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Summary:

If content is king, and a picture tells a thousand words, then text is the currency of online credibility. Few of us actually consider ourselves “writers,” yet most people who work online spend hours each day writing.

If content is king, and a picture tells a thousand words, then text is the currency of online credibility. Few of us actually consider ourselves “writers,” yet most people who work online spend hours each day writing. Writing emails, tweets, blog posts, personal or professional profiles, articles for the company blog, responses to others’ comments or content, status updates, image captions, IM conversations…the list goes on.

These various online spaces — social networks, company wikis, personal blogs, professional web sites and so on — become online repositories of our personalities. And text is crucial to all of them. Spelling errors, senseless sentences, structureless content and ill-thought-out arguments are just a few of the technicalities that will undermine your credibility.

Don’t worry, this isn’t an article about the importance of your dictionary. It’s an article about the things you can and should do to build your credibility in a largely text-dependent online space. It’s basically the advice I wish I’d been given before I ever started writing stuff and sticking it up all over the web. These are just some of the things that every blogger, tweeter, article writer and emailer should know before they set fingers to keyboard.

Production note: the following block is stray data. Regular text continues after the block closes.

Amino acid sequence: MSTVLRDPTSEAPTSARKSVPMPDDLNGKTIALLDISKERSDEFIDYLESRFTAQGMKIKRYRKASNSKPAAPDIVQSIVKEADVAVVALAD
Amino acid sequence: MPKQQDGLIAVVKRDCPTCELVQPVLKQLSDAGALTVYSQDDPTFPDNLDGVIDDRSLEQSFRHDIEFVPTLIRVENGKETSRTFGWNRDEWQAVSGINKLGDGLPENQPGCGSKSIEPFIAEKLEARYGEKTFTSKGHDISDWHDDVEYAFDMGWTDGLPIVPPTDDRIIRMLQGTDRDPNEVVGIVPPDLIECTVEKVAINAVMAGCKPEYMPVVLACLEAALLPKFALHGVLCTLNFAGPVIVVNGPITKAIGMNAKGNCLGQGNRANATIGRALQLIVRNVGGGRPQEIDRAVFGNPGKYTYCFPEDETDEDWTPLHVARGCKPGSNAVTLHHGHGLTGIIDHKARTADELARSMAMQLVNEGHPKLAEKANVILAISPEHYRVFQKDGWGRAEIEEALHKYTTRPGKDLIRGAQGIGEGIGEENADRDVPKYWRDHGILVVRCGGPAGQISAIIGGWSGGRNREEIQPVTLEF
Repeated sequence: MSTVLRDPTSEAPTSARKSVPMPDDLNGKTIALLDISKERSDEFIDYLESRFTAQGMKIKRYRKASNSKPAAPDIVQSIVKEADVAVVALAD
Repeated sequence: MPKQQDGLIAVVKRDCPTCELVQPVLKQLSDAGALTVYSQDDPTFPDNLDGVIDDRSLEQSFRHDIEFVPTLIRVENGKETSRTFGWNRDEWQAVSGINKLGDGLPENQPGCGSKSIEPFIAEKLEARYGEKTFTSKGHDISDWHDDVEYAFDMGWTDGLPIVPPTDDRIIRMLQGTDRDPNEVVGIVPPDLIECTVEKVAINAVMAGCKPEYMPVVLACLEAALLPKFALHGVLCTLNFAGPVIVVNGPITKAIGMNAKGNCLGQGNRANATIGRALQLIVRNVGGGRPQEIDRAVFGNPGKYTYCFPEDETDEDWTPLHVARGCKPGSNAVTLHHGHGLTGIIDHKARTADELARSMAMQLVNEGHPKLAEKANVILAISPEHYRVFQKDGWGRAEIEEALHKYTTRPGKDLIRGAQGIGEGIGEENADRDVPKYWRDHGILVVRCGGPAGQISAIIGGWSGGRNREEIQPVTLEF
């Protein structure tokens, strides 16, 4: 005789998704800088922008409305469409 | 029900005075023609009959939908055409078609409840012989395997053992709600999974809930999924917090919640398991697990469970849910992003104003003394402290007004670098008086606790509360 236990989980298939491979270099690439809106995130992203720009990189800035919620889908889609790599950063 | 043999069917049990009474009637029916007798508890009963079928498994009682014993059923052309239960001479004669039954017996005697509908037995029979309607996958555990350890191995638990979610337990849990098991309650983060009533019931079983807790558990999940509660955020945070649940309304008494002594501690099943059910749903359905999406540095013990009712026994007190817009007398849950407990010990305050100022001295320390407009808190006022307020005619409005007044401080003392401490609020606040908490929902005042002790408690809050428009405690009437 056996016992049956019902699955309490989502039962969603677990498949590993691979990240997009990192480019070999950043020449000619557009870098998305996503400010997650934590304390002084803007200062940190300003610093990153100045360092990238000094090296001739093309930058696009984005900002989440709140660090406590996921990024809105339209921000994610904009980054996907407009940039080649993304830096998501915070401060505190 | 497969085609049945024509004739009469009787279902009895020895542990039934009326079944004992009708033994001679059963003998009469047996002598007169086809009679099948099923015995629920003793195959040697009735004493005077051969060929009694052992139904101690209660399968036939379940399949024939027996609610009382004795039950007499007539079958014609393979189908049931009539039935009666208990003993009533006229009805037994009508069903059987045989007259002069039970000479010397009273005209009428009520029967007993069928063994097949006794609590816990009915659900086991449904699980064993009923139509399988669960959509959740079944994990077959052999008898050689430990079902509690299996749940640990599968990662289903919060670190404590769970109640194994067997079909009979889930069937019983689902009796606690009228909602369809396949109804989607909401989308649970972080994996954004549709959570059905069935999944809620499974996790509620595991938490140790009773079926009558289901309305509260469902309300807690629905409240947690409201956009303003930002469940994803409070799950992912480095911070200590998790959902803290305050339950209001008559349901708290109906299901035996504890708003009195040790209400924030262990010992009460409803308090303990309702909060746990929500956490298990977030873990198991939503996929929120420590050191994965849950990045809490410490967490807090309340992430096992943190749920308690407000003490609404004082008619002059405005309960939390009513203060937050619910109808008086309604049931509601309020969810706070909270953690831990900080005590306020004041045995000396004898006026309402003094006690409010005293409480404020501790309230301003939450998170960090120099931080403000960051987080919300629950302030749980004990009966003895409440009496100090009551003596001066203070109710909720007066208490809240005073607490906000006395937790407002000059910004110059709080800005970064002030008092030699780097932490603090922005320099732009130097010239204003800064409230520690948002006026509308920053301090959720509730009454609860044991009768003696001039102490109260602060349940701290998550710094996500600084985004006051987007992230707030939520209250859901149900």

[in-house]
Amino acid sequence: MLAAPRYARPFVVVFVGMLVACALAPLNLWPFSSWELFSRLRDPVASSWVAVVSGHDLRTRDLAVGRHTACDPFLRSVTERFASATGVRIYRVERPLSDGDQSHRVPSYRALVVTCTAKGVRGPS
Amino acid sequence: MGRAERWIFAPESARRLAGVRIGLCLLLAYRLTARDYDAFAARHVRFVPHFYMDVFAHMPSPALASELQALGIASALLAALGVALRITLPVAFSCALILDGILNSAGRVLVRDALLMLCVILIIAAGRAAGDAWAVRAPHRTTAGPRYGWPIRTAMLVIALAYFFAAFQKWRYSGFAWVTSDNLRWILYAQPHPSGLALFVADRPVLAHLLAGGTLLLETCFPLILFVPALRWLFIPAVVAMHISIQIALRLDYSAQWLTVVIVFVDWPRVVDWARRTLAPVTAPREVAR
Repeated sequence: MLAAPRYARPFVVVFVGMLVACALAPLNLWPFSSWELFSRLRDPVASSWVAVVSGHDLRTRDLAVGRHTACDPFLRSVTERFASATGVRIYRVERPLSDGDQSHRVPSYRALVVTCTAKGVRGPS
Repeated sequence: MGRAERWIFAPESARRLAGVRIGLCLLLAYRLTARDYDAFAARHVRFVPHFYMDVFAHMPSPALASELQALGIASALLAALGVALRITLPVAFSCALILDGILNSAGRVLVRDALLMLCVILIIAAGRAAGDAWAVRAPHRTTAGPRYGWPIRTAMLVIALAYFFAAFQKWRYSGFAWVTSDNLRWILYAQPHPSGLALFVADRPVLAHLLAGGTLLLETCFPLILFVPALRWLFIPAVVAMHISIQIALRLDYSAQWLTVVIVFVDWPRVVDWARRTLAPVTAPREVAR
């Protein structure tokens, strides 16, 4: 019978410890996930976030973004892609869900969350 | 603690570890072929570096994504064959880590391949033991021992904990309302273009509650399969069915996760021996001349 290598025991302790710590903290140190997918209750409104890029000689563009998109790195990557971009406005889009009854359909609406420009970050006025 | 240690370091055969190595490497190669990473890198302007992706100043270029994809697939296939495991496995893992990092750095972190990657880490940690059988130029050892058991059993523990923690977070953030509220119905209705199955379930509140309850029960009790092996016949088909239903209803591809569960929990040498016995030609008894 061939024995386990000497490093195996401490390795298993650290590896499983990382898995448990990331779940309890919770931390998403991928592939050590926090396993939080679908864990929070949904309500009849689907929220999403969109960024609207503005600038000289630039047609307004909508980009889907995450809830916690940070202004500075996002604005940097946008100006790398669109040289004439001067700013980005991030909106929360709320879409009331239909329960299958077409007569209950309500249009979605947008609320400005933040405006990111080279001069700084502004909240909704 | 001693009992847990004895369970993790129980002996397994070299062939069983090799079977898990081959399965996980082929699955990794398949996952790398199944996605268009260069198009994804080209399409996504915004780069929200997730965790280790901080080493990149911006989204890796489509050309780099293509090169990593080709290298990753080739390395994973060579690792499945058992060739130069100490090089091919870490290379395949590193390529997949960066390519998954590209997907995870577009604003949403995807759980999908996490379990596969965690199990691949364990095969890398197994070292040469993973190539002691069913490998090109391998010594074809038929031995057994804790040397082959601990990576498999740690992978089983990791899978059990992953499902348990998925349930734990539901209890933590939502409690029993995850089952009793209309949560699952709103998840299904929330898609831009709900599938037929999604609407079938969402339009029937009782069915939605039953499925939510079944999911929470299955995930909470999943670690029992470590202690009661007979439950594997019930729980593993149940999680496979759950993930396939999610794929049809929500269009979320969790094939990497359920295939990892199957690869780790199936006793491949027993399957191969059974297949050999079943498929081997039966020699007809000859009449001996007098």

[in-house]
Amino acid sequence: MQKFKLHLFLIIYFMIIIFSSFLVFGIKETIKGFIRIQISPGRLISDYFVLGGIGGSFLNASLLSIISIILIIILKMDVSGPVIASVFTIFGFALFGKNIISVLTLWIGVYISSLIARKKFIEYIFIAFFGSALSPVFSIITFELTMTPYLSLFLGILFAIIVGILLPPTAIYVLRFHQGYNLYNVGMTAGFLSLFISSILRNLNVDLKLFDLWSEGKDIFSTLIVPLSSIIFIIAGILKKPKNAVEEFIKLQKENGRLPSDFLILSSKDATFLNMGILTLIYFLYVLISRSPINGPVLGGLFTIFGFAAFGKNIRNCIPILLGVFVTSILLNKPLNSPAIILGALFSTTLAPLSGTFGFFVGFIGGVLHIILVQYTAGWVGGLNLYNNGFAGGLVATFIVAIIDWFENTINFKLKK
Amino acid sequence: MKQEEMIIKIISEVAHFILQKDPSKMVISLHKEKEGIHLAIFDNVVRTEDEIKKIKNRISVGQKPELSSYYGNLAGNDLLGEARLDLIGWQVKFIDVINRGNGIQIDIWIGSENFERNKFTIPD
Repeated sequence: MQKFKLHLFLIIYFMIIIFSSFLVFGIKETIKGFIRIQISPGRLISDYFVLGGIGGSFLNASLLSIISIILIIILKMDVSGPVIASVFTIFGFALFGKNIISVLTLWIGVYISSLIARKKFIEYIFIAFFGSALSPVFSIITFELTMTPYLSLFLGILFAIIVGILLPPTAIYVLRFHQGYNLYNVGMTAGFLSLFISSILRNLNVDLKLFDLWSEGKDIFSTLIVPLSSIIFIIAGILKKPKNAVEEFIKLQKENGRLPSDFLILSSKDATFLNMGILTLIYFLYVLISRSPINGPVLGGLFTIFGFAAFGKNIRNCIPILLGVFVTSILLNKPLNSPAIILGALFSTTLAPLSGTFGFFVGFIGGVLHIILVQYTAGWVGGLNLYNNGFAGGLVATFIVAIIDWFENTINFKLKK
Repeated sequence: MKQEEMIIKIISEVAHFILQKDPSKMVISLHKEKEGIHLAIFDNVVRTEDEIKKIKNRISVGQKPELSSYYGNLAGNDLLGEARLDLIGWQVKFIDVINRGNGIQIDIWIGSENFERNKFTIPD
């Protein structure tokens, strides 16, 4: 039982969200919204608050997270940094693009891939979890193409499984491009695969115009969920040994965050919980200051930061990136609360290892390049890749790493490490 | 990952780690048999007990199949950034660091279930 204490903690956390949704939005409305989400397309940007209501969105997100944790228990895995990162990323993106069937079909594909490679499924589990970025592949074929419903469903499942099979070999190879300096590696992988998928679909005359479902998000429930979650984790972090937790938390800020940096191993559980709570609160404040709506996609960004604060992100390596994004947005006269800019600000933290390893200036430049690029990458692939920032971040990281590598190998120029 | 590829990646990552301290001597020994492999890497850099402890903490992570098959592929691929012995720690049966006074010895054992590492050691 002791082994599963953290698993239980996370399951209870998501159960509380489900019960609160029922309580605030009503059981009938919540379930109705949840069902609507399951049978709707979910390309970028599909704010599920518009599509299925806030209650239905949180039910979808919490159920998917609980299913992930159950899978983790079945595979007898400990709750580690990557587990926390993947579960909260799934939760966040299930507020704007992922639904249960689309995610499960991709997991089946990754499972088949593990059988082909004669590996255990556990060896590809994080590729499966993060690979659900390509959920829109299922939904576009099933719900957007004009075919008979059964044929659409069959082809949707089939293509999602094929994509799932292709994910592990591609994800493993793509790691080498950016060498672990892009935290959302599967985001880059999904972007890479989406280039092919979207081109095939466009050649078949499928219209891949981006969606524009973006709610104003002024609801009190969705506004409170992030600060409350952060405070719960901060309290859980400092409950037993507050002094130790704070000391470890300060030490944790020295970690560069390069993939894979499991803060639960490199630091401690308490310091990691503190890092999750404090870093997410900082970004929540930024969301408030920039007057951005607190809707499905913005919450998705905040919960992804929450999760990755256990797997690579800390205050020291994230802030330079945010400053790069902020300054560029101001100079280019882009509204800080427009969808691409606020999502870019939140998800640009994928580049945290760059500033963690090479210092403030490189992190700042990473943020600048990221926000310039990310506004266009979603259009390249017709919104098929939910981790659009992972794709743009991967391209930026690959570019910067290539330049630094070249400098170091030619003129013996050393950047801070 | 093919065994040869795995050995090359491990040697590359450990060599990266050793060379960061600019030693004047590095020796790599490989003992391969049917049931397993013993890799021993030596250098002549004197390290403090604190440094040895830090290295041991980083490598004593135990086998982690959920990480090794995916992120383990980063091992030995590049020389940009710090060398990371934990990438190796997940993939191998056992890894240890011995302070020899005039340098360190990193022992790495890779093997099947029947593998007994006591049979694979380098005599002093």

1. Know what you’re talking about.

It’s tempting to see the web as fleeting. You post a blog post today, and in a month it’s forgotten, right? Perhaps. But it’s undoubtedly still buried somewhere on your blog, people will have linked to it, and it will still be available.

Oh, sure, you can remove offending content from the web in many cases. But taking an erroneous or controversial article offline is something any self-respecting publisher wants to avoid — it can raise difficult questions, make you look like you don’t stand behind what you say, and infer that you leap to conclusions and have trouble handling yourself in public. So it’s best to make sure you never publish something you regret later.

The key is to know what you’re talking about. If you have an opinion on something, but you don’t know the full story, find out. If you think you know the full story, find out more. Do your research. Look past the first page of results, look beyond online sources, and be creative about your searches. For example, make sure the search terms you’re using aren’t biasing the results you’re retrieving. And go into the past so that you can be sure you understand the history of the issue you’re talking about. Keep a list of those sources, so that you can reference them when you’re talking about the topic.

This research will undoubtedly provide you with new angles on whatever it is you want to say. Consider them — don’t just take the one that speaks to you, personally. Consider the broader context, and how your issue fits into a bigger picture. And if there’s a piece of the puzzle you can’t locate, be prepared to acknowledge that when you talk about this issue.

2. Know who you’re talking to.

Once you have something to say, you need to think about who you’re going to tell it to. Whether your audience is your family and friends or a group of rights activists, you need to think about what interests and appeals to them. If you’ve ever set up a filter so you could avoid “humorous” emails sent by a well-meaning friend or workmate, you’ll know how it feels to be inaccurately communicated to online. It’s annoying and frustrating.